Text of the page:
Shoe inquiry update

Inquiries in the classroom are absolutely fascinating from the teacher perspective. While inquiries engage students in learning, inquiries also engage the educators in focusing on their individual learners. I learn so much about my student by watching them engage in inquiry tasks. I quickly figure out what they don’t know, what they already know and of course what they skills they need to move forward. But I also feel it goes deeper than that. I feel I get a true opportunity to see my students persevere, problem solve and demonstrate their level of critical thinking. I am not hung up on the final results of an inquiry. I am enthralled with the process and where an inquiry will lead or fade out. I never fully know what will happen throughout an inquiry and that sometimes scares me but it also keeps me engaged and excited about the next pathways.
If you have read my previous posts you know that I provided some provocations for a shoe inquiry for some of my learners. We read and watched Pete the Cat loves White Shoes. The students absolutely loved the videos and songs and still ask every day for some “Pete the Cat”. The challenge provided was authentic. Can we make shoes for our dolls in the house center? The students struggled and made many attempts at shoes. Flip flops were the shoes of choice due to the ease of putting on and off the doll. I was able to observe who gave up quickly and who persevered. I reflected on the reasons they were or weren’t successful. I have thought long and hard about what to do to fill their gaps and help them through the process. Do I care if we have shoes for our dolls? Not really. That wasn’t really the purpose. The purpose was to find a task that would engage a group of students who I felt were ‘stuck’ at the art center. They were not engaging in problem solving tasks and continuously were created 2D art work over and over. I wanted to extend their learning and increase their ‘tool kit’ with more experiences in 3D creations and problem solving.
A few things happened that surprised me. One of my ‘focus’ students initially was excited and started on the journey of shoe making. She had a few failures and then I introduced sewing techniques. I’m not a strong sewer. My husband (@Bharrisonp) actually does the button mending in our house. I sew ballet shoes twice a year and that’s only when I can’t get the shoes to my friend Karen Dance  (@CBCListener) to do it due to time restraints. I introduced sewing and realized the students didn’t have the lacing or weaving concept yet. I then spoke to one of my colleagues, Mrs. Greenham who comes in during my preps. We discussed ways to demonstrate weaving and sewing. I hole punched some foam bears tied on a piece of ribbon and put out cotton balls. Students learned the lacing technique and created some 3D bears.  Mrs. Greenham showed the students some purses her young daughters created and discussed the lacing/sewing involved. Students were provided with hold punches and wool and invited to create whatever they wished.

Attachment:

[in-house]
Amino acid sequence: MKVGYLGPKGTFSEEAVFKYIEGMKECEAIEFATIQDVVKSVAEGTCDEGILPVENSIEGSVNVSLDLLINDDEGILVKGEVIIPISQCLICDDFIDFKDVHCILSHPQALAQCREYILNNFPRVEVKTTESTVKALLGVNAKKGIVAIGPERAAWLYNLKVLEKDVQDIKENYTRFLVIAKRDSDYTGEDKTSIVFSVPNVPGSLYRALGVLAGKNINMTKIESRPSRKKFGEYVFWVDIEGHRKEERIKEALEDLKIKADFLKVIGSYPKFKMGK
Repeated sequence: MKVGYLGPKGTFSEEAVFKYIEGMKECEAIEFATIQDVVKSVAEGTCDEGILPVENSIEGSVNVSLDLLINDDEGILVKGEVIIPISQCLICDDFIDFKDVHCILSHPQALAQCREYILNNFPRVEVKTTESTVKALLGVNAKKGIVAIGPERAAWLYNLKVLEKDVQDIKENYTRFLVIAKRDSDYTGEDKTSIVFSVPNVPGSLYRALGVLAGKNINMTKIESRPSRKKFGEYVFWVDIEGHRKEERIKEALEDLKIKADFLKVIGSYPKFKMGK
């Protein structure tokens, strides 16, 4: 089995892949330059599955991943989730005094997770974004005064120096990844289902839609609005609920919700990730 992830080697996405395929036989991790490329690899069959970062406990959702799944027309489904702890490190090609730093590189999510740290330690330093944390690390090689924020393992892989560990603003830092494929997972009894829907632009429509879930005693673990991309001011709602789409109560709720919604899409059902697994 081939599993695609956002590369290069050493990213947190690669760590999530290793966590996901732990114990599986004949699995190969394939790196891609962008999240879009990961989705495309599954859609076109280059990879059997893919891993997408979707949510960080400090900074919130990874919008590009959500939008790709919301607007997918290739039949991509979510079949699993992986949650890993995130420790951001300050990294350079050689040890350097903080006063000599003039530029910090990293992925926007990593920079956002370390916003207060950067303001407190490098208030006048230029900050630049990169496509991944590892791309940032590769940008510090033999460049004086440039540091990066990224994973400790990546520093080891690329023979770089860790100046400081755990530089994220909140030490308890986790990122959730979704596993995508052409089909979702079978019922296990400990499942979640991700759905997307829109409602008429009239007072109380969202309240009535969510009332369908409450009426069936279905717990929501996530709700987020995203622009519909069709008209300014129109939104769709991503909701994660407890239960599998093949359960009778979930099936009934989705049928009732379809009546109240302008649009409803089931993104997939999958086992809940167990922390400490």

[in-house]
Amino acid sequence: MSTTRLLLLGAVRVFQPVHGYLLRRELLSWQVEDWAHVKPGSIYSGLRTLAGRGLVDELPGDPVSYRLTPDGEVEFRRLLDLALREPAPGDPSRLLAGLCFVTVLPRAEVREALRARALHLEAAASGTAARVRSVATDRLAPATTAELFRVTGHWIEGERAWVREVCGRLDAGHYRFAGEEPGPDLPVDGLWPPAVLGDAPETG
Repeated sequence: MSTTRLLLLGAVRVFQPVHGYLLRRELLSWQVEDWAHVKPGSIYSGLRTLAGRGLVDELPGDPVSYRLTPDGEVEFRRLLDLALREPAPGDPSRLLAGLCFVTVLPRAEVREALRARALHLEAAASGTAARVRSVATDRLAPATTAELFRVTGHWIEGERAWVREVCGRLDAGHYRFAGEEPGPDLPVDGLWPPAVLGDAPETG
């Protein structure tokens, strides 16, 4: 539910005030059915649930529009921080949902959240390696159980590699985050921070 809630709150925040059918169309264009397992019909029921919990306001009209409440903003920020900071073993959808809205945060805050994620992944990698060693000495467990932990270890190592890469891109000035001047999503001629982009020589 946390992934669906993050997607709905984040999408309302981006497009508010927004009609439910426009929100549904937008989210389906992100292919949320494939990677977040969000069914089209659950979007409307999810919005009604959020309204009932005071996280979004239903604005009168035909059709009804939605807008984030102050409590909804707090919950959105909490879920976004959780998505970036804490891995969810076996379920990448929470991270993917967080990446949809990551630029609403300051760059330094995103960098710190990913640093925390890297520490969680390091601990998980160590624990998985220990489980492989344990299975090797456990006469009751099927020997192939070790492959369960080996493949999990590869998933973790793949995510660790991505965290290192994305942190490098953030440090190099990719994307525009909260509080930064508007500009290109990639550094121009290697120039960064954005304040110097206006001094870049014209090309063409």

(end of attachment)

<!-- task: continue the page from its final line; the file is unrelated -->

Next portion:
Photo 11-30-2013, 10 55 44 AM

 

On our walk to the pond we saw many bird nests and the students investigated nests and the weaving involved. Some students created mini nests using the weaving technique taught by Mrs. Greenham. (@GreenhamJenn)  We will continue to provide opportunities for our learners to engage in weaving and sewing and then present another challenge and see if the children can incorporate their new skills into the challenge.

I believe the inquiry is not about the end product or solely about the culmination of knowledge. I believe the inquiry is a way for teachers to discover, reveal and extend student learning. The inquiry is a process and teachers need to view it as such and take the time to observe, assess, reflect and extend. It was never about the shoe, it was about perseverance, uncovering skills that are missing, scaffolding learning and extending opportunities for new learning. We might try shoe design again or we might try a different challenge that incorporates their new abilities. The inquiry process is such a wonderful vehicle for teacher learning.



One Response to “Shoe inquiry update”

  1.   David Truss Says:

    Wow, did this ever strike a chord with me:
    “I am not hung up on the final results of an inquiry. I am enthralled with the process…”
    The challenge I’m seeing at the Inquiry Hub is making that process visible. Like the (messy) process itself, the demonstration of this process, the ‘reporting out’ of the learning, the struggles and the insights, seems challenging for kids.
    But, that doesn’t take away from just how valuable and incredibly rich the inquiry learning process is!
    Keep sharing- Thanks!

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